Governor David Umahi of Ebonyi has spoken out against Governors Nyesom Wike and Babajide Sanwo- agitations Olu’s over the collection of value-added tax, arguing that the collection should be handled by the Federal Inland Revenue Service.
” The state of Ebonyi opposes any state collecting VAT. Mr. Umahi was cited as saying at a luncheon honoring former Chief of Army Staff Tukur Buratai, ” We support FIRS continuing to collect revenue and share. ”
After the Rivers Division of the Federal High Court declared on August 10 that Rivers, not FIRS, was authorized to collect and use VAT proceeds, there have been problems regarding the collection of VAT.
Mr. Wike then introduced legislation to collect VAT in the state, a step that was followed by Lagos, with other southern states such as Ogun and Akwa Ibom poised to follow suit.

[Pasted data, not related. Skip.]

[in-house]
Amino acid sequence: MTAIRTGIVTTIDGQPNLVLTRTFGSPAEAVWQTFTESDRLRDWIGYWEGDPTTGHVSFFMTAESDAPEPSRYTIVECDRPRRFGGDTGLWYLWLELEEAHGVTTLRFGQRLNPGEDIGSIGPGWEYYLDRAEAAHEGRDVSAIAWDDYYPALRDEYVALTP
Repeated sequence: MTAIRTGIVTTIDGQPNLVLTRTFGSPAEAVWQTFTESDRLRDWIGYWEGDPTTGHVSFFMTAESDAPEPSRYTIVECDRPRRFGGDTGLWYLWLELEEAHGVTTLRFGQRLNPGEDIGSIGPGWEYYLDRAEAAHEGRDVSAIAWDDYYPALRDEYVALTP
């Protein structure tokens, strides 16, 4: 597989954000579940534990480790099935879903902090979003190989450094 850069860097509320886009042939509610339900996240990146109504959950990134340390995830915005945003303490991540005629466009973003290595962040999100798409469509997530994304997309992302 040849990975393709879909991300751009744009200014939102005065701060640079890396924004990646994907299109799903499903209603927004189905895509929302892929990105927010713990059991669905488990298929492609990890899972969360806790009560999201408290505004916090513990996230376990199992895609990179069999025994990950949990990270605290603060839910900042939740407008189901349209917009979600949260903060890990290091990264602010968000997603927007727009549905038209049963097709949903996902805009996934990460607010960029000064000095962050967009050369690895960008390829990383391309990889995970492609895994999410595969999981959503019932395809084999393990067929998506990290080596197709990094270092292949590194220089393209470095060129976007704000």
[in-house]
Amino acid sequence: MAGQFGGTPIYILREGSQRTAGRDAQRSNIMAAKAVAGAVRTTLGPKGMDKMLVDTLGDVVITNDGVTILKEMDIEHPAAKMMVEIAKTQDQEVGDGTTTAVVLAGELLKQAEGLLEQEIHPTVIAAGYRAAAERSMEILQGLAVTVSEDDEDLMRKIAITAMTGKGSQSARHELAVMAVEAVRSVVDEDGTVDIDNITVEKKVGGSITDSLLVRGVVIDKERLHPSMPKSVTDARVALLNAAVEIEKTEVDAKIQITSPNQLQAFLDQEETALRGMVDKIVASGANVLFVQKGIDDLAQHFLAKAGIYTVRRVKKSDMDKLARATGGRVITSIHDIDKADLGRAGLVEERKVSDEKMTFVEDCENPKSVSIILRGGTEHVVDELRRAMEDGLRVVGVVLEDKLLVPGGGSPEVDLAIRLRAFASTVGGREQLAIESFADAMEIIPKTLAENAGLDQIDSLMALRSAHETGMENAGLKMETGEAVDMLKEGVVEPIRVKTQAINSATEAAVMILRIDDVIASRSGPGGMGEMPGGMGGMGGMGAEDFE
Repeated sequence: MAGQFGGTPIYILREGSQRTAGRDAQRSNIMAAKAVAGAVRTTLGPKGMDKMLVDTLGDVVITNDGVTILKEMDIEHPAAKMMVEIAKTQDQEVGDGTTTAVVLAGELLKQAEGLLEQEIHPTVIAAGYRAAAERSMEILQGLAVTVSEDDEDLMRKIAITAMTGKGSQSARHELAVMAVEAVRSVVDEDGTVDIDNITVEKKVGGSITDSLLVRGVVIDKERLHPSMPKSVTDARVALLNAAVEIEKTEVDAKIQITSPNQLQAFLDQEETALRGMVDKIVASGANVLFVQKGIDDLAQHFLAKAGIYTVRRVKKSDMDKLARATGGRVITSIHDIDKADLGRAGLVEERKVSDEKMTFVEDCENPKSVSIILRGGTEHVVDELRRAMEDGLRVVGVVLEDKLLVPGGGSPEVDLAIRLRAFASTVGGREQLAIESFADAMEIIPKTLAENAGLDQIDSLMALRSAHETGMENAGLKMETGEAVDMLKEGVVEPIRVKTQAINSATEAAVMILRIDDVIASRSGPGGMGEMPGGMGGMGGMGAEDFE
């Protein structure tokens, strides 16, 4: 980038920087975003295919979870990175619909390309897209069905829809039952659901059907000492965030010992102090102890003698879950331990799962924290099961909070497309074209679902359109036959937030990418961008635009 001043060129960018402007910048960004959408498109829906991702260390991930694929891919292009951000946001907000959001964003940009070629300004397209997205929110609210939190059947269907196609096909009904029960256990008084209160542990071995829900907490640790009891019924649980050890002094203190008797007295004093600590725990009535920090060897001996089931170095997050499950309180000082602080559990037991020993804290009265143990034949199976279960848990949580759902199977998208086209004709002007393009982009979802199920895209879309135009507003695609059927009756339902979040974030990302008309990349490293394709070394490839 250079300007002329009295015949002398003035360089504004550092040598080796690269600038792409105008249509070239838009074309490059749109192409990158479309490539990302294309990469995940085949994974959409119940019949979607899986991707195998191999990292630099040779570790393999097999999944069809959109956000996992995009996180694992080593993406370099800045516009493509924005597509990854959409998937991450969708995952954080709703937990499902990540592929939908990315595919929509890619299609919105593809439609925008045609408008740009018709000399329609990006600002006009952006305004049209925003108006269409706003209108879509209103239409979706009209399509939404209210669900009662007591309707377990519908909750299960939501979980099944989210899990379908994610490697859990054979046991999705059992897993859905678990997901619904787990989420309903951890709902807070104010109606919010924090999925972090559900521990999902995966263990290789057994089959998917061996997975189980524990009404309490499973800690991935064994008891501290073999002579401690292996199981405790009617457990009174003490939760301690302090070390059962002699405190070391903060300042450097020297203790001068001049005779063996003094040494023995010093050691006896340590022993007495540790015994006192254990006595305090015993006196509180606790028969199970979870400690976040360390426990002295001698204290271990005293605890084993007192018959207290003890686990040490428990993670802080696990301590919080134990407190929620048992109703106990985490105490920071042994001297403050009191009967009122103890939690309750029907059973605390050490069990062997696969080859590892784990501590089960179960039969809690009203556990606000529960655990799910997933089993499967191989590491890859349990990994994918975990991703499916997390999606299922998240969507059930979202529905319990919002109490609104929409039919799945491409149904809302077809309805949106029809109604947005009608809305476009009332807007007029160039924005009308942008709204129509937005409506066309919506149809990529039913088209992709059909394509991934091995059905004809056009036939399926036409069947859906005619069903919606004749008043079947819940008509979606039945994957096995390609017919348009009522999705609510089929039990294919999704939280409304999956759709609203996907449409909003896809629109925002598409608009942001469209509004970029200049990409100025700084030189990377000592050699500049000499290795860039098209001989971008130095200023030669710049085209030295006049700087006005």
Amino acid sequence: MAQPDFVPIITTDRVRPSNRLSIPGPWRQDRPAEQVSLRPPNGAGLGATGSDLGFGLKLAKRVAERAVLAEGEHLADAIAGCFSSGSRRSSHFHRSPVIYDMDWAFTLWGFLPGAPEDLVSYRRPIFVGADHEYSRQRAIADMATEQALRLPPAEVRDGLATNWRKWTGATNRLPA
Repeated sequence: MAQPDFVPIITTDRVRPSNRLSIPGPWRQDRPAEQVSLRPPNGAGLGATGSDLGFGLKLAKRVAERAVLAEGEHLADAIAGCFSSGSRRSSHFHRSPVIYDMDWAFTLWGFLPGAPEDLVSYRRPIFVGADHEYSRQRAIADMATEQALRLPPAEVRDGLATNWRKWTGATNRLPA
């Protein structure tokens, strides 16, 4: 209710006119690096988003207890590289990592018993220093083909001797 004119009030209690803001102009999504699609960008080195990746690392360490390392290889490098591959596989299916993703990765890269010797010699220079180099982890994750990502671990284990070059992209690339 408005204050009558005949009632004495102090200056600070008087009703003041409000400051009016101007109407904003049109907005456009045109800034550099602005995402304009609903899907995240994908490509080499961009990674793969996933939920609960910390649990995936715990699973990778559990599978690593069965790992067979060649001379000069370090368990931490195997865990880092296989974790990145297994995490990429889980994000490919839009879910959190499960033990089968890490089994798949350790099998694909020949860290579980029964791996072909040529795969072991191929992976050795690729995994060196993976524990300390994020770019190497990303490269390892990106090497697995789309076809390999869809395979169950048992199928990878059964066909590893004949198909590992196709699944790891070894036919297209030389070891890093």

Mr. Umahi spoke out against the move during the event, which was hosted at the Governor’s Lodge in Centenary City, Abakaliki, saying that ” bad would continue to prosper if decent people keep quiet, ” according to the outlet.
” Ebonyi state and its governor are attracting a lot of attention, both positively and badly. However, being in the news is far more significant than stating that there are 36 states. You’ll say, ” What is the other state? ” after naming 35. It has been canceled. We have established ourselves as a force to be reckoned with, and we make no apologies. ”
Further, the governor boasted about the accomplishments of the APC- led administration in Ebonyi, while also challenging the ” best” governors under the Peoples Democratic Party to debate him.
” It’s not simply to be talking and talking, ” he said. You don’t spew gibberish while sitting on other people’s sweat and resources. ”
Mr. Umahi also stated that he was open to criticism from the opposition, stressing that Ebonyi is in desperate need of resources.
Messrs. Wike and Sanwo- Olu have both disobeyed a judgment by the Court of Go’s Abuja Division, which directed them to ” keep status quo ante Bellum” until the VAT issue was settled, prompting the Rivers government to appeal to the Supreme Court.